Monday, March 21, 2011

Does Jesus think you're rich?

Are you rich?

Perceptions of material wealth and poverty are so often relative. We compare ourselves to our neighbours to decide whether we are well-off or struggling. And my tendency is usually to look up the food chain rather than down. If someone along the street has twice as much as I do, then I must be poor. Bill Gates could look at Hosni Mubarak and consider himself a little cash-strapped.

What does Jesus think? If I have a fixed abode,* a change of clothes** and know where my next meal is coming from,*** then I'm rich.

Are you rich?

It is not wrong to be rich, but it does mean those of us who are so abundantly wealthy as to have weeks of food stored up (and more easily obtainable nearby for a tiny fraction of our income), cupboards full of clothes and multiple secure rooms for our personal use need to think of ourselves as such and so take heed of the instructions in holy scripture addressed to those who are rich. We need to get some perspective and learn how to be rich.
*Luke 9.58. Fixed abode doesn't mean you have to own your house, just that you have a place to live.
**Luke 3.11. I realise these words are actually said by John, but Jesus also assumes that his disciples will only have one cloak (Luke 22.36).
***Luke 12.13-34.

The image is of Judas kissing Christ, a statue flanking the Scala Sancta in Rome. Judas was the disciples' treasurer, and would enrich himself at the expense of the common good (John 12.5-6).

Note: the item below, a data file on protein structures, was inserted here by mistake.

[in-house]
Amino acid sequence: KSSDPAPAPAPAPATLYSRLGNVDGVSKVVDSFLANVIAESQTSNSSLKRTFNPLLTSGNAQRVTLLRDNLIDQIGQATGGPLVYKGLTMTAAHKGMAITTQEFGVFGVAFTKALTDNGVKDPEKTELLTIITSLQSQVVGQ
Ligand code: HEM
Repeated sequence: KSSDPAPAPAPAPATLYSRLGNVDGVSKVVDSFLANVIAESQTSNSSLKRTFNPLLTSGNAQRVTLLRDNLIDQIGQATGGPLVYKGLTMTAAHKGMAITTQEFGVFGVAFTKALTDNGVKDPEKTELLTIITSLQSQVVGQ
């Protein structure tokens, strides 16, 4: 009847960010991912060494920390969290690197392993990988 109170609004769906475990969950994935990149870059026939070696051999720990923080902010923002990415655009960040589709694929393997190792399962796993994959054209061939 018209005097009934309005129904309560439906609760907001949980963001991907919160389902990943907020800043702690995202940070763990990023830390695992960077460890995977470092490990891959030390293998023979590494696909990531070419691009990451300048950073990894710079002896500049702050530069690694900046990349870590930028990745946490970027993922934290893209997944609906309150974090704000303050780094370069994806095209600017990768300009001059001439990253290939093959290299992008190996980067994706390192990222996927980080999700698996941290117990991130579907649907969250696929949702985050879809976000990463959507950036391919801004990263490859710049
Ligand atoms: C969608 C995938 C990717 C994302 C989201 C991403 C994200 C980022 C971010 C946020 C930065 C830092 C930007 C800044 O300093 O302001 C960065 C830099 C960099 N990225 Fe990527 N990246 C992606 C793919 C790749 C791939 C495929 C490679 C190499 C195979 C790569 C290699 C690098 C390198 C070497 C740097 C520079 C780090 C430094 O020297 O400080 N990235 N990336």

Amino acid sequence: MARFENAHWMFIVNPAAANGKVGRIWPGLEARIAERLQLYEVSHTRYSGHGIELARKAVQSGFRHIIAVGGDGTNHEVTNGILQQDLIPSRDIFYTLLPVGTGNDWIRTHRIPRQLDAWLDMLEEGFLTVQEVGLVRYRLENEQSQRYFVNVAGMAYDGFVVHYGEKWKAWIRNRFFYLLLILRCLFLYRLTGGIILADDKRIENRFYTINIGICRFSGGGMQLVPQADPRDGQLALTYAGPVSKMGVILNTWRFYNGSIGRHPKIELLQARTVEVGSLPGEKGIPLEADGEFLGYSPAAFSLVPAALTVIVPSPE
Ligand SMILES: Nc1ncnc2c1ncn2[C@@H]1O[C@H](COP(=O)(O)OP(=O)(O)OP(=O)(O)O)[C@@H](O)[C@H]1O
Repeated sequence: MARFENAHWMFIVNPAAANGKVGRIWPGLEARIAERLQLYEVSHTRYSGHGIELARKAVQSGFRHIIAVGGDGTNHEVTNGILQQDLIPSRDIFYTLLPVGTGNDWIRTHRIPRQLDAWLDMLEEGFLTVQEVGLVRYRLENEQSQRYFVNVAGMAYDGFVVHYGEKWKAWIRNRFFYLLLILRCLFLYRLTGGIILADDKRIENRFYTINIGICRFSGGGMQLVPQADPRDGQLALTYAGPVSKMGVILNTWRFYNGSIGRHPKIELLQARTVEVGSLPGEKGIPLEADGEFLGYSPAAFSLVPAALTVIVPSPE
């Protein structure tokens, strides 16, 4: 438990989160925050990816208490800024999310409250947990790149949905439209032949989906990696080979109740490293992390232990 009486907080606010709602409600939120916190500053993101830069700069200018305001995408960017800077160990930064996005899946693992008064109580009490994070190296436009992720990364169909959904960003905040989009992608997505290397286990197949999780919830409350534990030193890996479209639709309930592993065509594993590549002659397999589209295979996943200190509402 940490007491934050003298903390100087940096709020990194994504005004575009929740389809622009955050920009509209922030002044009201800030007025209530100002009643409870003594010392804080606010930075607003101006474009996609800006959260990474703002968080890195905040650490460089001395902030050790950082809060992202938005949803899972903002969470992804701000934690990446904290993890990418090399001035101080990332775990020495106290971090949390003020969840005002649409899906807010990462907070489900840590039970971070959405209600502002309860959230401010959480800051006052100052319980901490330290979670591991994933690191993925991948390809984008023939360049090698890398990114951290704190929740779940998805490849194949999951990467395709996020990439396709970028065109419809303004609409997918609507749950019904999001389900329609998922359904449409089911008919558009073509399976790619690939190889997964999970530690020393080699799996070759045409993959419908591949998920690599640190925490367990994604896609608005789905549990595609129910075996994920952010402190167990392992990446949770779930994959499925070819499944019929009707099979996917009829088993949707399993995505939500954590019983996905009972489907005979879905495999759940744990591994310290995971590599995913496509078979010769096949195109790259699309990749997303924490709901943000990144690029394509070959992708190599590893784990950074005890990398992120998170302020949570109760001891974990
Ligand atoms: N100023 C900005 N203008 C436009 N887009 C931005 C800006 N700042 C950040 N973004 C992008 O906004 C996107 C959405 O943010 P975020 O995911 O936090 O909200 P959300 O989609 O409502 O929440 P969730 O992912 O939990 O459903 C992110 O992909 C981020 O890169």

Aj said...

I like this post Byron.

Especially as I just read from someone else (to give respect to "the worlds best invester")..“Warren Buffett bagged nearly $10 billion in interest, fees and dividends on the $5 billion lifeline he extended to Goldman Sachs in 2008.” - Financial Times.

I look at myself and I look at my sibling. I have free or minimal cost furniture I have obtained from freecycle, clothes to the same effect. (Freecycle is an idea of community/council clean up/sharing what you don't need and asking for what you do... I feel it is good and healthy).

I find it hard to stomach that my sibling will have a cardboard box until they can get blackwood for the bedside table, that they eat until they are 150kg though all lovely cooking I am sure.

I used to have money but due to unfortunate circumstances, now I do not.

I still regard myself as rich in many ways. I have a government that supports me and the ability to earn a small amount of extra income.

But where I am not rich is in friendships and relationships. Jesus says to love your neighbour as yourself. In not supporting communism I do support that statement. But without community, this seems a fading commodity. And so in those aspects I feel poor.

We need to call for a richness in these areas so that even my base Western concept of wealth (currently mainly welfare) does not go by the wayside that I may be homeless and begging with many others.